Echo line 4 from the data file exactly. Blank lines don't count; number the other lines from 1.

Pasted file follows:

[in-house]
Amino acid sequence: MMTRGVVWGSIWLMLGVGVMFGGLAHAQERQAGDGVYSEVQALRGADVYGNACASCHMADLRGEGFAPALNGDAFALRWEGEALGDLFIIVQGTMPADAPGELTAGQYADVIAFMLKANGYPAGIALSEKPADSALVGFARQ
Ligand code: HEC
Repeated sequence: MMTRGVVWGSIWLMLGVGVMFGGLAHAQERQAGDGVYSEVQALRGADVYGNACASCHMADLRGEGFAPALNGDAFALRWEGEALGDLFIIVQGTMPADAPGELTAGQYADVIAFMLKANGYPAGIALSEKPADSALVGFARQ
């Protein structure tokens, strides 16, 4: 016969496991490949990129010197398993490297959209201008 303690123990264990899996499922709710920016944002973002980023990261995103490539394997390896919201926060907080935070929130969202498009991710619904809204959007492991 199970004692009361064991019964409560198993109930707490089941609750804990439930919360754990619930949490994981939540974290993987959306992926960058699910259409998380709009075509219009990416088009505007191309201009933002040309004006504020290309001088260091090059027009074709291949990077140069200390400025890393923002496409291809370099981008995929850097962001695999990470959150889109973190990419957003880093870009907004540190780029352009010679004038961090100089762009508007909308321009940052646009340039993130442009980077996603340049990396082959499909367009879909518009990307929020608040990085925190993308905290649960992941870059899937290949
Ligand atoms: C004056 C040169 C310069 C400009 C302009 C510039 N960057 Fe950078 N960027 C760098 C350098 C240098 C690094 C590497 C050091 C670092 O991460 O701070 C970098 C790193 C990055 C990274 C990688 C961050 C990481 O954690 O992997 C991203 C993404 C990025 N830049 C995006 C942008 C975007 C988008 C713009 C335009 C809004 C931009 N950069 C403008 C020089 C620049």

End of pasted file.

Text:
Repeated sequence: MMTRGVVWGSIWLMLGVGVMFGGLAHAQERQAGDGVYSEVQALRGADVYGNACASCHMADLRGEGFAPALNGDAFALRWEGEALGDLFIIVQGTMPADAPGELTAGQYADVIAFMLKANGYPAGIALSEKPADSALVGFARQ